Post Malone Sure Felt Like A Rock Star Last Night.

Smoke PurpSmoke PurpYung PinchYung PinchYung Pinch

During His Sold-Out Show At The Bomb Factory In Dallas On Tuesday, Post Malone Shook Off The Haters And Offered Himself His Due “Congratulations.”

All photos by Karlo X. Ramos.

He’s not the best dresser. He’s not the most amazing singer. He’s a decent guitarist with an ear for a hook. But, really, that’s all that’ all that’s consistent about him,

Post Malone doesn’t really fit into any specific music mold. And yet it’s exactly this sonic fluidity — and the interesting ways in which he combines trap, soul and R&B — that has turned the Grapevine-raised performer born Austin Post into the Next Big Thing in music.

And last night, some two years after he first broke out in the wake of his “White Iverson” single going viral and started earning praise from the likes of Kanye West, he came home to Dallas for a show at the Bomb Factory with a clear vendetta of proving him worthy of all this attention, which currently has him boasting the No. 1 single in America and fighting off allegations that such an accomplishment lacks legitimacy.

His fans certainly appreciate him, that’s for sure. Even after doors to the show officially opened, fans endured lines that stretched down Canton Street, up Crowdus Street and over to Malcolm X Boulevard — at which point it snaked on to God knows where – just to get inside the room. There, they were welcomed by an interesting mix of their peers.

Among those spotted around the venue:

  1. Some coked-up guy in his undershirt who was passing around his one-hitter while crashing into everyone even remotely near him.
  2. An extremely tall hipster dude who was either oblivious to or not worried about the fact that he blocking everyone’s view.
  3. A very concerned-looking dad keeping an eye out on his daughter and what she loudly described as her “white girl mob” of friends.
  4. The many young fans whose too-hard attempts at pre-gaming let to too-loud yells and screams about nothing.
  5. Normies holding beers and waring sly smiles that acknowledged that they too were ready to get weird.

Following opening sets from Yung Pinch and Smokepurp that didn’t appear to do much for this crowd, fans began chanting for the gold-toothed headliner to finally make his appearance. Finally, at 10:04 p.m., he did, walking out on stage with a beer in hand to iconic crash of Stone Cold Steve Austin’s WWE entrance music as a giant Texas flag was projected behind him onto the venues massive LED wall.

The crowd erupted, Post Malone smashed that beer he carried against his skull and them he proceeded to go through just about every major offering from his still fairly small catalog. Throughout his 14-song set, it was the diversity of Post Malone’s songwriting that really stood out.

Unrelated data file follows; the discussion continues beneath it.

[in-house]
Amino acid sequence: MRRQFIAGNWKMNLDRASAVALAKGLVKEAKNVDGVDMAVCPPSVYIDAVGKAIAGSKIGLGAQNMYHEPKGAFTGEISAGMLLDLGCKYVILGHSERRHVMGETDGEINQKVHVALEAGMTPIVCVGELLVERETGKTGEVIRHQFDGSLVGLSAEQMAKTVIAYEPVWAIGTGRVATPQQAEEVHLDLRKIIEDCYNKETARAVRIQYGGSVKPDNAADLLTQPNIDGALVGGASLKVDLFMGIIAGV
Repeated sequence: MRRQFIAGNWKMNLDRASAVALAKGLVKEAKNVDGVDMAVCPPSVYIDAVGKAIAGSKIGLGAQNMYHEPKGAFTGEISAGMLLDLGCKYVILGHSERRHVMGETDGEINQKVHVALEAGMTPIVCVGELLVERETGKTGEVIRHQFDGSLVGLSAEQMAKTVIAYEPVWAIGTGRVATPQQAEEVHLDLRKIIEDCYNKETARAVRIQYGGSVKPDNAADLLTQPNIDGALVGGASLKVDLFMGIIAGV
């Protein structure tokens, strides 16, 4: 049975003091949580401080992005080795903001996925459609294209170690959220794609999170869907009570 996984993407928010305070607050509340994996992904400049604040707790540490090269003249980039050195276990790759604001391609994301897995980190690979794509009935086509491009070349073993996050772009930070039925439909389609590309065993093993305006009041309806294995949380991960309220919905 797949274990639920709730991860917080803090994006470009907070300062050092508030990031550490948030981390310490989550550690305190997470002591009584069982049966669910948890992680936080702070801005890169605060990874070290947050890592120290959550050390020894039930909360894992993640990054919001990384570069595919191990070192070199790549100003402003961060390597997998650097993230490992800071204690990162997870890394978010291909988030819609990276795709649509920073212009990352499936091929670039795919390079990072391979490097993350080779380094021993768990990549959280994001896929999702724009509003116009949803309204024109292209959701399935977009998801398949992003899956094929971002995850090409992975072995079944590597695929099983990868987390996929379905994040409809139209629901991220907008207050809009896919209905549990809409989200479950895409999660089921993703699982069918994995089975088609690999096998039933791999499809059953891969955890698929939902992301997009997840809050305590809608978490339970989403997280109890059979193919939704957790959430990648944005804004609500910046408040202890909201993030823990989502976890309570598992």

When “Too Young” dropped, people went crazy. When the sub of “Go Flex” hit, the place was rocking. When he broke out a rhinestone-covered guitar and drank another beer during a live acoustic version of “Feeling Whitney” — arguably the best performance of the night — he showed off his ability to slow things down without losing momentum. And when he immediately followed that with a cover of Metallica’s “Nothing Else Matters,” Post Malone showed well why he is winning this current music. Somehow, his music captivates both the streets and your country Uncle Joe at the same damn time.

He, of course, understands this. And, toward the end of his set, he addressed those who refuse to, using an aside to the crowd to bark back at those who claim he’s a culture vulture or the result of some clever industry marketing.

“If you ever have doubts about yourself or whatever you wanna do, just fucking do whatever the fuck you wanna do,” he said during that rant. “People are going to talk shit, but just do whatever the fuck you wanna do.”

And what did Post Malone do? Well, after performing the chart-topping “rockstar” and “White Iverson,” he gave himself a pat on the back by ending his set with “Congratulations,” which left the room with its highest high of the night.

During that final song, it was tough to envision Post Malone’s music as anything less that the feel-good, inclusive and wide-reaching output that it is. His critics may not get it, but his fans clearly do.

They appreciate his emotional vulnerability. They appreciate his bizarre fashion choices. They appreciate his desire to not be confined to a single box. They appreciate the fact that he very clearly is just trying to be himself.

And, in front of his sold-out crowd last night, Post Malone seemed to genuinely appreciate them back.

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